[¶ 29.] Notwithstanding this exception, the circuit court concluded and the State argues that the State is immune from suit under our decision in Pennington County, 2002 SD 31, 641 N.W.2d 127. In that case, a subdivision of the State (a county) sued the State. Id. ¶ 15. The county sought a declaration that it was not required to provide the State with space in a courthouse but, if it was so required, that the State was obligated to pay the county for that space. Id. ¶ 3. This Court dismissed the suit, concluding that "[c]ounties cannot sue their creators." Id. ¶ 15.
[¶ 30.] The State correctly points out that in rendering that decision this Court discussed sovereign immunity and stated "[t]he State cannot be sued for declaratory relief." Id. ¶ 16. However, that language must be considered in the context of the Court's holding that counties, as creatures of the State, may not sue their creator. Furthermore, we have recently noted that Pennington County is distinguishable because the county was attempting to obtain a declaratory ruling to obligate the State to pay the county money for the State's use of the Courthouse. Dakota Sys., 2005 SD 27, ¶ 8, 694 N.W.2d at 27-28. Considering that attempt by the county to impose an obligation on the State treasury, the holding of Pennington County is limited to county suits seeking monetary relief from the state treasury. Certainly, the Pennington County dictum on sovereign immunity may not be extended to suggest the rather novel notion that states are generally immune from suits for declaratory relief. On the contrary, as previously discussed, "a declaratory judgment action attacking the constitutionality of a statute or seeking relief from an invalid act or an abuse of authority by an officer or agent is . . . not prohibited by principles governing sovereign immunity." Id. ¶ 9, 694 N.W.2d at 28 (citations omitted). To the extent Pennington County may be interpreted otherwise, we limit its reach.
[¶ 31.] In this case, Nelson only sought an interpretation of the excise tax statutes as they apply to its prospective sales of automobiles. Nelson neither sought a monetary judgment nor a refund of taxes that would be paid from the state treasury. Furthermore, the action did not attempt to control or impose affirmative action upon a state official that was allegedly acting within the scope of his legal authority. Rather, this action only sought a declaration concerning the applicability of the excise tax to motor vehicles that were returned or repossessed before installment sale contracts were completed. That question only required the circuit court to determine whether the Secretary of the Department of Revenue and Regulation was acting without legal authority in imposing that tax. Because such actions are not precluded by sovereign immunity, Nelson's declaratory judgment action was not barred.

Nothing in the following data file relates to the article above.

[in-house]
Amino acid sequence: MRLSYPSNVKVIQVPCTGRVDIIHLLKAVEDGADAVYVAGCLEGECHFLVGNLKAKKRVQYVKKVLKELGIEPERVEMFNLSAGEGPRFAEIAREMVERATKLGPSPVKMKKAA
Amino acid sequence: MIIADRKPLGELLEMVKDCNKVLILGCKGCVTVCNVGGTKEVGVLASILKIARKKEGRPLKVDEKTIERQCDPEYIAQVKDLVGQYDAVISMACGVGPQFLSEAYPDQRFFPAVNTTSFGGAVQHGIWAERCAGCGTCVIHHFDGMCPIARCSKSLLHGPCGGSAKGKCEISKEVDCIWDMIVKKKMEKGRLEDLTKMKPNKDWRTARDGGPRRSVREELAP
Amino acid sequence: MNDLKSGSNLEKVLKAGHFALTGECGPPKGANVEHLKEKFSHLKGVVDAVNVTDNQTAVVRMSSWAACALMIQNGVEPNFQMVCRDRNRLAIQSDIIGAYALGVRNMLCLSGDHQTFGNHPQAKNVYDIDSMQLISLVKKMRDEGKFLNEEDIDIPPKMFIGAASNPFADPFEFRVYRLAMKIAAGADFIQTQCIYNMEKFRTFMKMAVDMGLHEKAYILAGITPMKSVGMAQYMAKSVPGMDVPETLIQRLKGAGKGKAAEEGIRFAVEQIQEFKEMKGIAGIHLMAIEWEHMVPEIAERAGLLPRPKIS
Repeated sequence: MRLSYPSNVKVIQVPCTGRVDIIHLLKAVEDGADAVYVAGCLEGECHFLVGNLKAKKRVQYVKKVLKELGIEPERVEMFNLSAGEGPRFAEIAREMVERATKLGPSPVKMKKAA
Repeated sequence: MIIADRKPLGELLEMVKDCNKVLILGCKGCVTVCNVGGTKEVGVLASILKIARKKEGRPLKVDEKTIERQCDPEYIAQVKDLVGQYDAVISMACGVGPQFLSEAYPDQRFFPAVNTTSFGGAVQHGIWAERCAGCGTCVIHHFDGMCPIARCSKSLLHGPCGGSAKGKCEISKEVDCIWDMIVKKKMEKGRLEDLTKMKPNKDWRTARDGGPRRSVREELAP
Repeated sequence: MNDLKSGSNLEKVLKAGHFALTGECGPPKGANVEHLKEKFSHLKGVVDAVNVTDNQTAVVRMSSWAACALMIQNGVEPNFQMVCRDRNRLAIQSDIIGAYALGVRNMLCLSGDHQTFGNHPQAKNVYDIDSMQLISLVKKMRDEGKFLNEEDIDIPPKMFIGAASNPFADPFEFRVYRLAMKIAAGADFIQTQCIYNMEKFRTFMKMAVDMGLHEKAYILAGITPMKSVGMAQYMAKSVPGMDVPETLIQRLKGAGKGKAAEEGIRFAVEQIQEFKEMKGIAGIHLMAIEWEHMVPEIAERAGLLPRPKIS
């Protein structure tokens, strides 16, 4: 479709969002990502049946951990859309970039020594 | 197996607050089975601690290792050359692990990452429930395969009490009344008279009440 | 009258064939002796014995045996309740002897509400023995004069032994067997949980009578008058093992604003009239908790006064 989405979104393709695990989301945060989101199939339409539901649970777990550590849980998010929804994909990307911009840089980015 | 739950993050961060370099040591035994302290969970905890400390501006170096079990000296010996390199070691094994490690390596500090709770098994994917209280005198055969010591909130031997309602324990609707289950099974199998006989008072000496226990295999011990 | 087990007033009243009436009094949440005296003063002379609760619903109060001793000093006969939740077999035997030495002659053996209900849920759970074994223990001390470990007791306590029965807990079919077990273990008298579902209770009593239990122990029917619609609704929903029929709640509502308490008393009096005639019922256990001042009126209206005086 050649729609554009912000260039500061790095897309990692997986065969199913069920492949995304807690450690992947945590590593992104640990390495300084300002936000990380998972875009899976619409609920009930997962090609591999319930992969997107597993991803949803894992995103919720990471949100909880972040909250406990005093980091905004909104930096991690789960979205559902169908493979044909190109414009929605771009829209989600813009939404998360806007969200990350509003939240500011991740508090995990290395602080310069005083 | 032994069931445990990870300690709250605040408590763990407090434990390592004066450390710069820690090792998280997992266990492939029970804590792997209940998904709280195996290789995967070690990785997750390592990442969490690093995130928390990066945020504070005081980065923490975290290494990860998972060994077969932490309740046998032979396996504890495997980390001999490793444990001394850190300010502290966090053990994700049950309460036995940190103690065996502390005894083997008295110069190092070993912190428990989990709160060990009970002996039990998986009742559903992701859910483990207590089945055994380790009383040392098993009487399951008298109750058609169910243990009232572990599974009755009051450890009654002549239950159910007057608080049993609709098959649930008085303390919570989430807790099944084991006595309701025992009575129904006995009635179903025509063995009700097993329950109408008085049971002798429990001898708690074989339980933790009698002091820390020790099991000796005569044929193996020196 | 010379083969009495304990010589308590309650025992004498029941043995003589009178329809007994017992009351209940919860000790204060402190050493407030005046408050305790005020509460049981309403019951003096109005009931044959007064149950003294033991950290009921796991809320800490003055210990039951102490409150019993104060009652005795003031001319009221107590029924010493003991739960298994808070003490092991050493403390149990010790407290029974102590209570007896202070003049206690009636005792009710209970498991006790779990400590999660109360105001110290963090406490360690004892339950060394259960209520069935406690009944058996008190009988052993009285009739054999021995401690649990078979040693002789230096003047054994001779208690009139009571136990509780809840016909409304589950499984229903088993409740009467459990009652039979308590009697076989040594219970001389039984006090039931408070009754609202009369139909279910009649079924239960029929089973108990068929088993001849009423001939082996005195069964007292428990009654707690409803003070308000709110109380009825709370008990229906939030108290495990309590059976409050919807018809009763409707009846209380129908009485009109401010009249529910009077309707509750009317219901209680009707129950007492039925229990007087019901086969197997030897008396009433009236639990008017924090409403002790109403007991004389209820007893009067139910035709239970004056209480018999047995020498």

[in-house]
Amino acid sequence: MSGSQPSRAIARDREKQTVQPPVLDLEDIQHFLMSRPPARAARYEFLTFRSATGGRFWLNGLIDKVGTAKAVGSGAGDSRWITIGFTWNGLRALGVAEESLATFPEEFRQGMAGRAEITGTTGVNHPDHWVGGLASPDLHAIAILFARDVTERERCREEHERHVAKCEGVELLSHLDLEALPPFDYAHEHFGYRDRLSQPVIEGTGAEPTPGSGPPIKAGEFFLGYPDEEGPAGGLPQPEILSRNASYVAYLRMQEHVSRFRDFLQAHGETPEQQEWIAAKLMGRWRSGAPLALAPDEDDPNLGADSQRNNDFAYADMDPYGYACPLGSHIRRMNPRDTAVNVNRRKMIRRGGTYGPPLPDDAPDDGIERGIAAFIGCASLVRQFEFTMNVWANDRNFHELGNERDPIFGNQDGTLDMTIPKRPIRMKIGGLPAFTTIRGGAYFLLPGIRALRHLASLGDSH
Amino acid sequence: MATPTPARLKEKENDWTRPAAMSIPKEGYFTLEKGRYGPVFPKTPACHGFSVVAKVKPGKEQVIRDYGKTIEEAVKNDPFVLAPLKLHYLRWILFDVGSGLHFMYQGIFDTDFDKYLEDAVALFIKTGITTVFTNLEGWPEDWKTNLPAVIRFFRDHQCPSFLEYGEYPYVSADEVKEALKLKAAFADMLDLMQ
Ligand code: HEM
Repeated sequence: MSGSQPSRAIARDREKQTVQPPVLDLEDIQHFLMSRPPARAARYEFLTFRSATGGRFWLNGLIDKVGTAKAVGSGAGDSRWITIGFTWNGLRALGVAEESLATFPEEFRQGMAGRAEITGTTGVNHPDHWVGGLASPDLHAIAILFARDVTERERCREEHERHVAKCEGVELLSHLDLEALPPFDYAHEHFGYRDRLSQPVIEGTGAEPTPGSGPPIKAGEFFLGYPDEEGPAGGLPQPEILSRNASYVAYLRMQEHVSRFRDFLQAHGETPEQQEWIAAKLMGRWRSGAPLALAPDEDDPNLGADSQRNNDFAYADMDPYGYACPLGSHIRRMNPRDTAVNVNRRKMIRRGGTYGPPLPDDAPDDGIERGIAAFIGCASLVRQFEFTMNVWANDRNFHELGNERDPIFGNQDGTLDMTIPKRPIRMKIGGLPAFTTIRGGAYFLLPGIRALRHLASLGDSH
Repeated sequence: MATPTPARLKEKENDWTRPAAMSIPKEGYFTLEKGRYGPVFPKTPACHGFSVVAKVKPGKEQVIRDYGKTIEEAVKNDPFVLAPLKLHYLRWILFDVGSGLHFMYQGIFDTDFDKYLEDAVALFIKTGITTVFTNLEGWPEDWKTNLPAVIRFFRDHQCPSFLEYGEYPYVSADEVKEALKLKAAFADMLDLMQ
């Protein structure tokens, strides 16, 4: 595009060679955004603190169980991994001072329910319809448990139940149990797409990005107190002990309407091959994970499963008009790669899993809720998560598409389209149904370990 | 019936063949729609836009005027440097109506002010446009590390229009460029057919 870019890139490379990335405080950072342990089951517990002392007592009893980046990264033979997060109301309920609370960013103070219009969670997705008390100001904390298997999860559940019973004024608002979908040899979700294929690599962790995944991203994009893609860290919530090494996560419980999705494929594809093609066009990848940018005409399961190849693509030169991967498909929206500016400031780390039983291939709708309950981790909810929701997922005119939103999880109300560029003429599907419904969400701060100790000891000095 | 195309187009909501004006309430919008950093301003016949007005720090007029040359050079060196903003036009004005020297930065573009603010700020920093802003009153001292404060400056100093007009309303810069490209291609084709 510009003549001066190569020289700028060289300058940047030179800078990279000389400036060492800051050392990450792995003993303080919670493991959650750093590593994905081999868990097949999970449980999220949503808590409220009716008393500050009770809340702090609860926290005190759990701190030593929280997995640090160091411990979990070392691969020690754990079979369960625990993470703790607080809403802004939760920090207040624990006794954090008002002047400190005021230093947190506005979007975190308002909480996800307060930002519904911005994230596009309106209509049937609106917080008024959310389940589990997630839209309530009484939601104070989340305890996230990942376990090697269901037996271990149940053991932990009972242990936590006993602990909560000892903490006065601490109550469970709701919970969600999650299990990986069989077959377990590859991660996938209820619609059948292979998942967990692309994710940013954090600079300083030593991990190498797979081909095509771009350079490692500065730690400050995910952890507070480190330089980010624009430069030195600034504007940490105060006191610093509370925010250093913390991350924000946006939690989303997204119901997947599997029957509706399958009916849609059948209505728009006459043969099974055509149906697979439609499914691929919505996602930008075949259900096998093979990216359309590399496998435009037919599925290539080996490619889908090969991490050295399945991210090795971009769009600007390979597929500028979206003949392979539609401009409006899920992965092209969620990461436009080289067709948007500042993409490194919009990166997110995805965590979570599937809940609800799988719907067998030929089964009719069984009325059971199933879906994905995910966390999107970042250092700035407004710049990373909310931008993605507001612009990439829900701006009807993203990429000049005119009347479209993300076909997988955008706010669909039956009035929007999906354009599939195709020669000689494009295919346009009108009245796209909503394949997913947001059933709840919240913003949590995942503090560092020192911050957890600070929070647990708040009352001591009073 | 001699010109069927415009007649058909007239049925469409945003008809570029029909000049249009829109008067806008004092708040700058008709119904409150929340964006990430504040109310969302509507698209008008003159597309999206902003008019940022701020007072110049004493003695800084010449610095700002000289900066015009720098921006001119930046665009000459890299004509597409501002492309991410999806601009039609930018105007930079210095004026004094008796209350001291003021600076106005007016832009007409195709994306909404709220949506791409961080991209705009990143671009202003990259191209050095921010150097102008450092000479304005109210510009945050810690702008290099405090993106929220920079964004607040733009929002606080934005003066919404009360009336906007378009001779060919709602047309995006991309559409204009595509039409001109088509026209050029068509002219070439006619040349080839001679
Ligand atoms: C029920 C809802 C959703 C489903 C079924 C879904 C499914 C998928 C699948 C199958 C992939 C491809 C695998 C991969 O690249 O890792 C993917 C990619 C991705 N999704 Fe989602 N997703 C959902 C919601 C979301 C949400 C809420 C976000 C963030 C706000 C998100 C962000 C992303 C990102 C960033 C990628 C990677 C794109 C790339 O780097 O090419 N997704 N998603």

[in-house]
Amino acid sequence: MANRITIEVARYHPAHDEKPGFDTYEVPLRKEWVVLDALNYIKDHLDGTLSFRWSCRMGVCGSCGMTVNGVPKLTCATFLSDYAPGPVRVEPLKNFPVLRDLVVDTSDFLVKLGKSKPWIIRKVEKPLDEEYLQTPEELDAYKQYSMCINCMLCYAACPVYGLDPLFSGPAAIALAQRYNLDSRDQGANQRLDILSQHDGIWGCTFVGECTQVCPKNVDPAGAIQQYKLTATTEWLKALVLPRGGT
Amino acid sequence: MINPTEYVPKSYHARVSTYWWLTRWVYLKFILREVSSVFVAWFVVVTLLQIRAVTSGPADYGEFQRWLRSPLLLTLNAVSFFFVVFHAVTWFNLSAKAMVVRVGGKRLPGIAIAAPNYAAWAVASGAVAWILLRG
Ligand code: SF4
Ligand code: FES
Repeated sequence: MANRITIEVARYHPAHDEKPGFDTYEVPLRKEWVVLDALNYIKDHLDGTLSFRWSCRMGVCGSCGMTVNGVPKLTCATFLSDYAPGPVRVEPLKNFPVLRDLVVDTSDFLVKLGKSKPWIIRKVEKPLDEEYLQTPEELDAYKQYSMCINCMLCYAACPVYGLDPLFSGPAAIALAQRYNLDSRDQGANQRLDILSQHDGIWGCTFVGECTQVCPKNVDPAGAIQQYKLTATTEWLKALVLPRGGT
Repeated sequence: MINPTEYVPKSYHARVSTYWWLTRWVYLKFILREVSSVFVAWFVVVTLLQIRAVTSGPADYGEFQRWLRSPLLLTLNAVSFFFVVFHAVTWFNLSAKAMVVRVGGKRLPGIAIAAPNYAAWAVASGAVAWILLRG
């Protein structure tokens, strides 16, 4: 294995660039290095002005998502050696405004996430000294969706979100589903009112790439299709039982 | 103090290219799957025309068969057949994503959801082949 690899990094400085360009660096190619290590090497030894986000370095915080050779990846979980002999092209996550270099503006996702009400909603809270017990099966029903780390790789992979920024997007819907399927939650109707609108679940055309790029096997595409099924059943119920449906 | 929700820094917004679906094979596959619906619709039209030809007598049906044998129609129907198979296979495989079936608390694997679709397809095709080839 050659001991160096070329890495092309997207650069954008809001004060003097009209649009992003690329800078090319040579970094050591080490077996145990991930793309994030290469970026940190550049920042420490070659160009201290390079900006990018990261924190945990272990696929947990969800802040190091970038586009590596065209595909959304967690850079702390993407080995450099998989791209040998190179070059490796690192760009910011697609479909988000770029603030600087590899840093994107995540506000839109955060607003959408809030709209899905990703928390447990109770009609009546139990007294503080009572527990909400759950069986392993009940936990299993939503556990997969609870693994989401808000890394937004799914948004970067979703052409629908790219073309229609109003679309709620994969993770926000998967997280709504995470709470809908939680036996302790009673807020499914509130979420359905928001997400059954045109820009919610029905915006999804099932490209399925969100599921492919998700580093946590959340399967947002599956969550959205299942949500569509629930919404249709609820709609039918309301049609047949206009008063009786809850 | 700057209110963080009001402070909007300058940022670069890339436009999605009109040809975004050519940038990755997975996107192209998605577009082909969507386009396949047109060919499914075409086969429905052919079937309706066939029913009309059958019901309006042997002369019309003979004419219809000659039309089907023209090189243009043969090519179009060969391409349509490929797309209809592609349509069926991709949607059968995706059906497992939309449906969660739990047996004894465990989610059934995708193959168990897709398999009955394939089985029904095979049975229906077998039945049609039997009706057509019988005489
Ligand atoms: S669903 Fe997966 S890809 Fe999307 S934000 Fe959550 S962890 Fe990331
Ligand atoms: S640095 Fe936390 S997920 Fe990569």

[¶ 32.] Reversed and remanded.
[¶ 33.] GILBERTSON, Chief Justice, and KONENKAMP and MEIERHENRY, Justices, concur.
[¶ 34.] SABERS, Justice, concurs specially.
[¶ 35.] I agree with the holding of this case:
Nelson's declaratory judgment action against the State of South Dakota was not barred by sovereign immunity and Nelson was entitled to a declaration concerning the applicability of the excise tax to motor vehicles returned or repossessed before installment sale contracts were completed.
This holding is completely within the power of courts to provide declaratory relief as provided in 1925 by the South Dakota Legislature in SDCL 21-24-1.
SDCL 21-24-1 provides:
Courts of record within their respective jurisdictions shall have power to declare rights, status, and other legal relations whether or not further relief is or could be claimed. No action or proceeding shall be open to objection on the ground that a declaratory judgment or decree is prayed for. The declaration may be either affirmative or negative in form and effect; and such declaration shall have the force and effect of a final judgment or decree.
[¶ 36.] I challenge the implication in paragraphs 13 and 14 that a Department's declaratory process could be intended to be exclusive, mandated, or required as the sole means of relief for all the reasons stated herein.
[¶ 37.] In addition, we should overrule Pennington County rather than simply "limit its reach" because, as I stated in my dissent therein, it was "inconsistent and . . . wrong" on the issue of jurisdiction. Id. at 134.